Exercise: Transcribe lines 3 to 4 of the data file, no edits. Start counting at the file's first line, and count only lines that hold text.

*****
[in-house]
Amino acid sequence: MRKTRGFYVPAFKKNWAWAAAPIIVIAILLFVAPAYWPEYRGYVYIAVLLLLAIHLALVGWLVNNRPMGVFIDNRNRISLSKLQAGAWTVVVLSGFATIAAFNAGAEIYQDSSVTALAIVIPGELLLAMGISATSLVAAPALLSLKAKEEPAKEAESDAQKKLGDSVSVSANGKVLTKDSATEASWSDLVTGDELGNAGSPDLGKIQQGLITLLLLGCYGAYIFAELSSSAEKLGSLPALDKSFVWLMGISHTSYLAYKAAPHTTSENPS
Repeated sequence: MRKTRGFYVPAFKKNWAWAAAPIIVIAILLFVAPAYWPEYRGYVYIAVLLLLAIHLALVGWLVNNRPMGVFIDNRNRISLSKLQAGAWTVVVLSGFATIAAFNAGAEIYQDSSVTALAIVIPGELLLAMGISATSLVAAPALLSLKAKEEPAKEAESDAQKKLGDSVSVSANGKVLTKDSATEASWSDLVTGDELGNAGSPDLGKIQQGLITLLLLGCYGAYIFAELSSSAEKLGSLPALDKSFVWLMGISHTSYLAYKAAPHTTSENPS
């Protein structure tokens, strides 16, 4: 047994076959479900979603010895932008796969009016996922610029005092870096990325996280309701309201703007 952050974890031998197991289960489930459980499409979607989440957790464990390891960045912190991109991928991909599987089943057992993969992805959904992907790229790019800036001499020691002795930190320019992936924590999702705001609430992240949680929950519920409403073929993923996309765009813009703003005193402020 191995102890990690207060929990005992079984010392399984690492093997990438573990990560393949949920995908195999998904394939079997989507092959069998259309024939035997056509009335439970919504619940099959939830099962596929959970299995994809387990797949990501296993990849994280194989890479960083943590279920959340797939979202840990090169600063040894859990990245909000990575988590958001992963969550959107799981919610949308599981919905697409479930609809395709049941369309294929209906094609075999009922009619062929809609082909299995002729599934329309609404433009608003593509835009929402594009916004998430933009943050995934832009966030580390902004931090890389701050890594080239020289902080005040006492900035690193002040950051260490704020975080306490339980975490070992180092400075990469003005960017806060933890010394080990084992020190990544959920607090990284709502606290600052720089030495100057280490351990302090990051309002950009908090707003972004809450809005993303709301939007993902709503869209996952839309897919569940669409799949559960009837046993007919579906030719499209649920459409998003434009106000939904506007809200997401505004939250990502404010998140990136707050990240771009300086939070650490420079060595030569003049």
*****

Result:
Repeated sequence: MRKTRGFYVPAFKKNWAWAAAPIIVIAILLFVAPAYWPEYRGYVYIAVLLLLAIHLALVGWLVNNRPMGVFIDNRNRISLSKLQAGAWTVVVLSGFATIAAFNAGAEIYQDSSVTALAIVIPGELLLAMGISATSLVAAPALLSLKAKEEPAKEAESDAQKKLGDSVSVSANGKVLTKDSATEASWSDLVTGDELGNAGSPDLGKIQQGLITLLLLGCYGAYIFAELSSSAEKLGSLPALDKSFVWLMGISHTSYLAYKAAPHTTSENPS
């Protein structure tokens, strides 16, 4: 047994076959479900979603010895932008796969009016996922610029005092870096990325996280309701309201703007 952050974890031998197991289960489930459980499409979607989440957790464990390891960045912190991109991928991909599987089943057992993969992805959904992907790229790019800036001499020691002795930190320019992936924590999702705001609430992240949680929950519920409403073929993923996309765009813009703003005193402020 191995102890990690207060929990005992079984010392399984690492093997990438573990990560393949949920995908195999998904394939079997989507092959069998259309024939035997056509009335439970919504619940099959939830099962596929959970299995994809387990797949990501296993990849994280194989890479960083943590279920959340797939979202840990090169600063040894859990990245909000990575988590958001992963969550959107799981919610949308599981919905697409479930609809395709049941369309294929209906094609075999009922009619062929809609082909299995002729599934329309609404433009608003593509835009929402594009916004998430933009943050995934832009966030580390902004931090890389701050890594080239020289902080005040006492900035690193002040950051260490704020975080306490339980975490070992180092400075990469003005960017806060933890010394080990084992020190990544959920607090990284709502606290600052720089030495100057280490351990302090990051309002950009908090707003972004809450809005993303709301939007993902709503869209996952839309897919569940669409799949559960009837046993007919579906030719499209649920459409998003434009106000939904506007809200997401505004939250990502404010998140990136707050990240771009300086939070650490420079060595030569003049």